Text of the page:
Dugongs and Mermaids
Recently, guests of Murex Bangka had a wonderful sighting of a Dugong and were able to video it foraging for food. Since many Facebook followers seemed to be interested in the video, we decided to post a little information on this loveable creature that is said to be the inspiration for the mermaid lore.
O.K. now if you’ve seen a Dugong you’re probably thinking “it’s cute and an amazing creature, but a mermaid”? We’ll let’s keep in mind, sailors back in the day didn’t have motors and let’s face it, they were at sea for long periods of time. Maybe they were a bit delusional or dehydrated? Christopher Columbus had written in his ships log that he had seen mermaids on his journey to the new world, but thought they would be more attractive.
These large aquatic mammals are notable for the way in which they carry their young, cradled in their arms much as a human would carry a baby. Usually feeding in sea grass, is it possible when surfacing the sea grass stuck to them and resembled hair? It is possible that sailors seeing these unfamiliar beasts for the first time would assume that they had in fact stumbled across some sort of humanoid species? Old Chris was the Captain and as the captain he had better rations than the crew, maybe he was seeing things a little clearer than the rest?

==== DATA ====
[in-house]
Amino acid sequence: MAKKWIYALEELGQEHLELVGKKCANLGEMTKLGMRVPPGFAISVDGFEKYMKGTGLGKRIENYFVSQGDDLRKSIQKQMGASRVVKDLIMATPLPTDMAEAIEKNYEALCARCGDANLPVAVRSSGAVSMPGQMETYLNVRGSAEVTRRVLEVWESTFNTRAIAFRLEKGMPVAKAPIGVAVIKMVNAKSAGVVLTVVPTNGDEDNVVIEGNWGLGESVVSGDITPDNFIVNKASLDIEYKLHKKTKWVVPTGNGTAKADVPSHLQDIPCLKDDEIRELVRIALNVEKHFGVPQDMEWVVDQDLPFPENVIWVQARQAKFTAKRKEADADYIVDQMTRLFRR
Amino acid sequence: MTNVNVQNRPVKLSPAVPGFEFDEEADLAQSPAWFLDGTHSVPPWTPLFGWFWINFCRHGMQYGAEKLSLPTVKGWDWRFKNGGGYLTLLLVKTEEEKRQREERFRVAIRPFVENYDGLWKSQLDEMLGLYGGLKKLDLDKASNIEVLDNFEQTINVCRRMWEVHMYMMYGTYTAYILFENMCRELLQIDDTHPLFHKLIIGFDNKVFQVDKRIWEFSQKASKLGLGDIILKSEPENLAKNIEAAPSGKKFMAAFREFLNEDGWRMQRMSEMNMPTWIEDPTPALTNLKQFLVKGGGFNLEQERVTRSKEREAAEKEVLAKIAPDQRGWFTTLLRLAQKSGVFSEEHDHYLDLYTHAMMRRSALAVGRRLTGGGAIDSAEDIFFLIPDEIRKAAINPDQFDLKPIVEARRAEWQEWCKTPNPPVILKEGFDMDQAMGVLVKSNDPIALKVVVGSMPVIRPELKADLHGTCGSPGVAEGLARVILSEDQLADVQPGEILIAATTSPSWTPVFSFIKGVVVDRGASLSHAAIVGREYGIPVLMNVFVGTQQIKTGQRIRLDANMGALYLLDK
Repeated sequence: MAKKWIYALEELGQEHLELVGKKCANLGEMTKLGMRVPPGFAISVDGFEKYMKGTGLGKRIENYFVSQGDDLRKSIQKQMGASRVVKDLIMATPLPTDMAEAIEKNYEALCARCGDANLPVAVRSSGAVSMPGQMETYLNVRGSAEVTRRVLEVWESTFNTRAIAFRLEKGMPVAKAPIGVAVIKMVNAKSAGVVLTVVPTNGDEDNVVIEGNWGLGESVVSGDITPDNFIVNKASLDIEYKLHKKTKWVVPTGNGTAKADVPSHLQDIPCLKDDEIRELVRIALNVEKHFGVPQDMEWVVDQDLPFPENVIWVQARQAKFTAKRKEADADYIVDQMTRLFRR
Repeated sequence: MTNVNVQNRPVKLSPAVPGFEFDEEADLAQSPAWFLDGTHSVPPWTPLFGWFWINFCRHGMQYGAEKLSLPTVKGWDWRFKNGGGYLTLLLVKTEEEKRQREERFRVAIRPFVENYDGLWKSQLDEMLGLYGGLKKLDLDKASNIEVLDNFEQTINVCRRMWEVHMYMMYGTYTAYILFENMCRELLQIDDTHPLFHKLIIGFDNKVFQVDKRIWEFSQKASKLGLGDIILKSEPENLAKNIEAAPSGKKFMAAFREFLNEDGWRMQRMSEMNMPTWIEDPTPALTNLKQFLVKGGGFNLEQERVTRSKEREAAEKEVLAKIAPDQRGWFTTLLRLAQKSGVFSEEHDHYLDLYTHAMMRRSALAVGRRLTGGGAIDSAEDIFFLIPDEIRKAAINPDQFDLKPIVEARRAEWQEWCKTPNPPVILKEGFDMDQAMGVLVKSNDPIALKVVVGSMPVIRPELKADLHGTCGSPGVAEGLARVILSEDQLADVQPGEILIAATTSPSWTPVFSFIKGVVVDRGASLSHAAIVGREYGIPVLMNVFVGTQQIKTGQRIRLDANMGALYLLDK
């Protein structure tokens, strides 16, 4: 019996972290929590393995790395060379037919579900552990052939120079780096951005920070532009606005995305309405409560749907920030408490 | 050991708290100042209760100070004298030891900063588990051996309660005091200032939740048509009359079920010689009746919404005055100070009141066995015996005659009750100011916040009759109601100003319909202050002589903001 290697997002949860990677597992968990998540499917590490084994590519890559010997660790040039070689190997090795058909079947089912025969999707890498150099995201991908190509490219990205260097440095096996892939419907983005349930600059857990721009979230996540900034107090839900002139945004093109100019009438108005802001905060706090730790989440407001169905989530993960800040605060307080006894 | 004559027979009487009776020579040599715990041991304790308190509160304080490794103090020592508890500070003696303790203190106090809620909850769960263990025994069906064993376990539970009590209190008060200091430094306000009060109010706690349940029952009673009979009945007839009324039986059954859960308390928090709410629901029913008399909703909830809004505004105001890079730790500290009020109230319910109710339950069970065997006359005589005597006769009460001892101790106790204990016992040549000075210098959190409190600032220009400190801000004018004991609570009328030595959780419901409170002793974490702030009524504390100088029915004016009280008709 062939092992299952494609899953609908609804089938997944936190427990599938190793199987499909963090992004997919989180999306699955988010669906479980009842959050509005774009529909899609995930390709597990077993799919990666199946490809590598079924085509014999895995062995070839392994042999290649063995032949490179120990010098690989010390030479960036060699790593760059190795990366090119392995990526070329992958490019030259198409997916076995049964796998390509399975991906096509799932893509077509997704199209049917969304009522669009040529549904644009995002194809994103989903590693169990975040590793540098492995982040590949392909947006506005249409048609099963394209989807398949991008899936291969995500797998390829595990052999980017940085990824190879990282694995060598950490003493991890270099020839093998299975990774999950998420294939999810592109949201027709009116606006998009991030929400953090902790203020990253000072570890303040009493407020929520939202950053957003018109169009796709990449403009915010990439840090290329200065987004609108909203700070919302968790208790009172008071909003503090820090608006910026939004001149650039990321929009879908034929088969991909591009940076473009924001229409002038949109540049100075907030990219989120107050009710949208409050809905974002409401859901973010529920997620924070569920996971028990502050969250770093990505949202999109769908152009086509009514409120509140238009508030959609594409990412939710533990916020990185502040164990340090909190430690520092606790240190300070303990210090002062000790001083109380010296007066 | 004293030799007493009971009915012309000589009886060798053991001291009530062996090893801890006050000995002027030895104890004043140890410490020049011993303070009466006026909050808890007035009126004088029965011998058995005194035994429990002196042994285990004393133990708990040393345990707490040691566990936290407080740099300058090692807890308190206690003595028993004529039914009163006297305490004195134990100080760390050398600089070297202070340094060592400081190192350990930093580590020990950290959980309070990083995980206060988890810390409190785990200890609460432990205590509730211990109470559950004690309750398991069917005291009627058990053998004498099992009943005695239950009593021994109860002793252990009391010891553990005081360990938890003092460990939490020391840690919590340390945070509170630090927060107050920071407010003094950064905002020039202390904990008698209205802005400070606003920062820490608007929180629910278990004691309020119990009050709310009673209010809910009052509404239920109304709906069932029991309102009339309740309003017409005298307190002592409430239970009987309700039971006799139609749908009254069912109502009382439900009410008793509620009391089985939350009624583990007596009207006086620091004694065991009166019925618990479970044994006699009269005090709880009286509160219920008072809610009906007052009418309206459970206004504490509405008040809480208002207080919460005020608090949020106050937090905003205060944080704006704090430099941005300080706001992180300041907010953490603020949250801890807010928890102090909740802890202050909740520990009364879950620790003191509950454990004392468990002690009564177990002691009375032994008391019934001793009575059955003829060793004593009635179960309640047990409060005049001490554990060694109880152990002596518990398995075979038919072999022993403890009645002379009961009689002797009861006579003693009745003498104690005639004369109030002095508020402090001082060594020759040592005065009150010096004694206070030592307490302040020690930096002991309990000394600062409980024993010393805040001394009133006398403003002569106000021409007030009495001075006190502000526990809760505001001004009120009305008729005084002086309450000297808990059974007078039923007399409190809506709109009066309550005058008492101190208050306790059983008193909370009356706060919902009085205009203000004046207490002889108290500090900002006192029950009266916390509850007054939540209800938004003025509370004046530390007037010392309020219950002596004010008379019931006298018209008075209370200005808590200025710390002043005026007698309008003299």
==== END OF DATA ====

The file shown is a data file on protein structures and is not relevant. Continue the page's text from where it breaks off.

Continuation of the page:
Not to be confused with their “cousin” the Manatee, Dugongs are easily distinguishable from the manatee by its fluked, dolphin-like tail, but also possesses a unique skull and teeth. The dugong is heavily dependent on sea grasses for subsistence and is thus restricted to the coastal habitats where they grow. Coastal areas around Bangka Island are feeding grounds for Dugongs and although they are special and rare that’s where our divers usually have sightings.
The Dugong or “sea cow” has good eyesight and excellent hearing, and can swim at 20 kph over short distances. They can measure up 3 m long and weighing up to 450 kg – the dugong resembles an overweight dolphin. Dugongs have a similar lifespan to humans, living up to 70 years. If you are lucky enough to see one enjoy the privilege of a close encounter with this rare and gentle animal.